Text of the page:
3 Lessons I Learned Building an Onboarding Program with Sales Enablement Software

Five months of experience as a Sales Development Representative (SDR) is not a lot. Sure, I learned how a sales team functions, how to follow different sales processes, and how to interact with a prospect and customer. But, the experience I gained during my five months as a rep might not stick with me for the long haul. I’ve worked through this transition as a Sales Enablement Specialist for the past eight months.

As Enablement, and specifically Sales Enablement, continues to grow as a relatively new unit within many businesses, new Enablement professionals are adapting in order to be successful. While my five months of SDR experience definitely shapes how I approach Enablement, the lessons I learned building an onboarding program shaped me even more. Here are the three biggest lessons I learned during that process that shaped my role in Sales Enablement:


1. Feedback Fuels Iteration

First, to understand the true importance of feedback please read this very short blog post. My favorite highlight from it: “As companies and teams, we can make more time to ask the hard questions—the ones that help us understand where we currently thrive and where we might have room to improve.”

In much of Sales Enablement, whether it’s ongoing coaching for reps who need development or onboarding a class of new reps who need to quickly get up to speed, success will be fueled by iteration. Each new version of previous onboarding programs, sales activity analysis and training days, e-learning content, etc. will bring better experiences for reps. However, this betterment by iteration doesn’t happen in a vacuum.

Feedback from your reps is crucial to iteration. It allows you to know what’s working well, what isn’t working well, and what’s missing. With feedback, you can form a picture of the current state and begin to discern what to do next to better your Enablement program. But it’s worth mentioning again—relying on your own experience as a rep (or Enablement professional, for that matter) won’t cut it. Get feedback from the most important stakeholders, and you’ll set yourself up well to successfully iterate.


2. Diversification is Key

I’d like to analogize personal finance with Enablement. I’m not a financial planner, nor do I have any formal education in finance, but I do understand the importance of diversifying investment assets. If you don’t, a quick Google search can fix that! The value of diversifying your personal investments and financial assets is similar to the value of diversifying the avenues from which you’re receiving feedback on your Enablement program.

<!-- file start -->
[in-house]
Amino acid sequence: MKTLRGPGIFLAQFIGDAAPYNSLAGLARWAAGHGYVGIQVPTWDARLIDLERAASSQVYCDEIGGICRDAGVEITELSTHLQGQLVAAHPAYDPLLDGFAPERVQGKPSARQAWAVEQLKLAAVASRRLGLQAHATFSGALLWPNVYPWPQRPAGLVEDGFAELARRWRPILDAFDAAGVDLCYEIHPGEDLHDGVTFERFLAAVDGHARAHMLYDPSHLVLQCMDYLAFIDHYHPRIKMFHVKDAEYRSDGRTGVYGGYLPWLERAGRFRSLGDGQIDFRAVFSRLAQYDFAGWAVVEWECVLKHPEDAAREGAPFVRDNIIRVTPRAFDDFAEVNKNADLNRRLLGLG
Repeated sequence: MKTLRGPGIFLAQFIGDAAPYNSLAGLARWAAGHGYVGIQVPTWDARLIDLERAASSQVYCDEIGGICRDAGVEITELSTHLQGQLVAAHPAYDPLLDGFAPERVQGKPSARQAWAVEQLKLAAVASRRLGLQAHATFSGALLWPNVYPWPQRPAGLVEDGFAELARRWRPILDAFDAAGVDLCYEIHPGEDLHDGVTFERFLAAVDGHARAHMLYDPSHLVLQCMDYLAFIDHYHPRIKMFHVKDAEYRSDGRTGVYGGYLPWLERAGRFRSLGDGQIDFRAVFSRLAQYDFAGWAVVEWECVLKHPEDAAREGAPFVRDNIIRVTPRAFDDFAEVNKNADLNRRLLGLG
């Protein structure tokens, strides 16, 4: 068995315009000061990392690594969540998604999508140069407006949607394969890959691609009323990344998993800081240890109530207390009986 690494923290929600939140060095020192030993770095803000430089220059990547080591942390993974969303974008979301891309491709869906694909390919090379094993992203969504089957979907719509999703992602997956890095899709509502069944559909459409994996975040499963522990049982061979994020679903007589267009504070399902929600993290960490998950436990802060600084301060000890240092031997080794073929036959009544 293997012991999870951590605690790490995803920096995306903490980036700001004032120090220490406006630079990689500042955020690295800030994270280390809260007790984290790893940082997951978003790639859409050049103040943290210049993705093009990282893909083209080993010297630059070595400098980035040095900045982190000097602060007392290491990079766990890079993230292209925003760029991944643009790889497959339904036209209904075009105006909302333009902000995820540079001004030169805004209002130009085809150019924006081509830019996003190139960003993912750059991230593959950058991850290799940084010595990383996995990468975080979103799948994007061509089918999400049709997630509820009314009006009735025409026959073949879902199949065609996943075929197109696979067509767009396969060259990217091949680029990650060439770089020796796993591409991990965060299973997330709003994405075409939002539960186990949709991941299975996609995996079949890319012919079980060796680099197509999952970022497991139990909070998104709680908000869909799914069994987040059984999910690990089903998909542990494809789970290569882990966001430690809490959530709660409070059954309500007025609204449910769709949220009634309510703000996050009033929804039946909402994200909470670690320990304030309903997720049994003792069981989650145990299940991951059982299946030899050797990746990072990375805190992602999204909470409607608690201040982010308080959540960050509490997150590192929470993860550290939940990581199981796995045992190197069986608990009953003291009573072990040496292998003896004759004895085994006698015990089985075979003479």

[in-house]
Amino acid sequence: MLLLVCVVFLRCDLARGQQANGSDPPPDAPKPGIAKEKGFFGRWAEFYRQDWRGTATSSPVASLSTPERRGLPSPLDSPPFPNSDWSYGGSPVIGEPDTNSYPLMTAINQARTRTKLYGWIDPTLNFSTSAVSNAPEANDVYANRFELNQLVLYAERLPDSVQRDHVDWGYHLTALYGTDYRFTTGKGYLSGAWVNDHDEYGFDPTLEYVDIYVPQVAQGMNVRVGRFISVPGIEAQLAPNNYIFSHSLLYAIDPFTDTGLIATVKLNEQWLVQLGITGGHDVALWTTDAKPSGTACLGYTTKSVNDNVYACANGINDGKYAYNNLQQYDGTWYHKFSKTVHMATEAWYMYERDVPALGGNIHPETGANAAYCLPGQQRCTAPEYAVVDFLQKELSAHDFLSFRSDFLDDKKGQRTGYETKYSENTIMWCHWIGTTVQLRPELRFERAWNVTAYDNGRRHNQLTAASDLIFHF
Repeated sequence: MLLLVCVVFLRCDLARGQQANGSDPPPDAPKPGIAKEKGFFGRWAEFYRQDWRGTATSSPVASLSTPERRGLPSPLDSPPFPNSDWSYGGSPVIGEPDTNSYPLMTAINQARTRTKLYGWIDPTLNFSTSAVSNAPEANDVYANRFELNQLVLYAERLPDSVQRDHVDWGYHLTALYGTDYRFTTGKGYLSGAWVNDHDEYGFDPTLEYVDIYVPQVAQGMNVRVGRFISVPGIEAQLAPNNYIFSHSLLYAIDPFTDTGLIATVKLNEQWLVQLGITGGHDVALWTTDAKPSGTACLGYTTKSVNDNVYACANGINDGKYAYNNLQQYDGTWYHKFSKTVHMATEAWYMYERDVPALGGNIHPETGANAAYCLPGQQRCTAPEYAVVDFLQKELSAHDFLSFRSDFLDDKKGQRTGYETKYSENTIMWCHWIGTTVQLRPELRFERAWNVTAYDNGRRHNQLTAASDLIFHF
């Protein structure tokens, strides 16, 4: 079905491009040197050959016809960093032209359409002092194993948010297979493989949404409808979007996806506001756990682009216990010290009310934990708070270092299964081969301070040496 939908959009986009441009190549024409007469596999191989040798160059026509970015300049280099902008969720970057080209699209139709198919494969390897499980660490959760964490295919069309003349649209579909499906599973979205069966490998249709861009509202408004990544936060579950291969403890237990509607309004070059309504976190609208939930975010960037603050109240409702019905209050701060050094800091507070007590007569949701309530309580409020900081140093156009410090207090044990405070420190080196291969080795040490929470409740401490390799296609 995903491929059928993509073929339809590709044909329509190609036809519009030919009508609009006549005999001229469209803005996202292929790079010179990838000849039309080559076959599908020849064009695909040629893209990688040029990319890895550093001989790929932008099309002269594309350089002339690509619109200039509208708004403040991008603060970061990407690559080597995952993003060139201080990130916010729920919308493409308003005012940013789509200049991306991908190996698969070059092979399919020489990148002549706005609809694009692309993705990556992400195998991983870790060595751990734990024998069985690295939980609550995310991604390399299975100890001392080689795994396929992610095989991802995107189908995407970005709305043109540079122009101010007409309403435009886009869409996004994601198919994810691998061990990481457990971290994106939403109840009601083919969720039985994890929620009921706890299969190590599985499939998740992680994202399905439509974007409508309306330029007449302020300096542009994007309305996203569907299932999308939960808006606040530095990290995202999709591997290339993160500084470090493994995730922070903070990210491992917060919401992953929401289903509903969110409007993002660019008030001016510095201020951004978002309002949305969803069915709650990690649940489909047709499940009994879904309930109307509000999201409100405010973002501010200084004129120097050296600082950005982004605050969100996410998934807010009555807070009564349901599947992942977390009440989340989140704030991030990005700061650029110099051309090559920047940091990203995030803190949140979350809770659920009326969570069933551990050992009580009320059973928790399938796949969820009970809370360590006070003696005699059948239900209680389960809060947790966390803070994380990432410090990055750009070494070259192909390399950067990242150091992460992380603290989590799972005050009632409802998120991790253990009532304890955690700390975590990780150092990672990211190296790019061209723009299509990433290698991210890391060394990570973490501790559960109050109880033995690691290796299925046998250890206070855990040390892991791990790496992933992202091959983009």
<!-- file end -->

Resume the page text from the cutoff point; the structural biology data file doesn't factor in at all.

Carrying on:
Blending together a modern sales enablement platform (like Lessonly) + in-person coaching and training + peer/mentor shadowing is great diversification for a Sales Enablement program. It provides your sales force with a holistic learning experience where they’re equipped and enabled in a half a dozen different ways. Similarly, the best-trained reps have in-person check-ins to gather feedback while also receiving feedback through a sales enablement software (again, like Lessonly).

By diversifying the different avenues feedback can come through, we get a clearer picture of what’s working well, what isn’t working well, and what’s missing. And along the same lines, feedback gets to continuously define the true picture of your entire Enablement program.


3. Flexibility is Necessary for Rapid Development of New Sales Reps.

Every rep learns differently. Every rep learns at a different speed. Some reps ask loads of questions, and others don’t seek clarity enough. Some reps begin their onboarding the week their coworkers are on vacation. Others start two days before the 4th of July when half of the office, and key stakeholders in the onboarding, are out of the office. Maybe peer or mentor shadowing is key to your onboarding, but most of your top reps are OOO visiting prospects in their territory when a new hire starts.

All of these scenarios have happened at Lessonly while onboarding pre-sales and post-sales reps. Regardless of the situation, the ability to adapt to what the rep needs has been pivotal.

Flexibility is part of what swings onboarding and rep development from bad to good, or good to great. And listening to what the reps say they need (feedback!) and implementing the changes demands flexibility.


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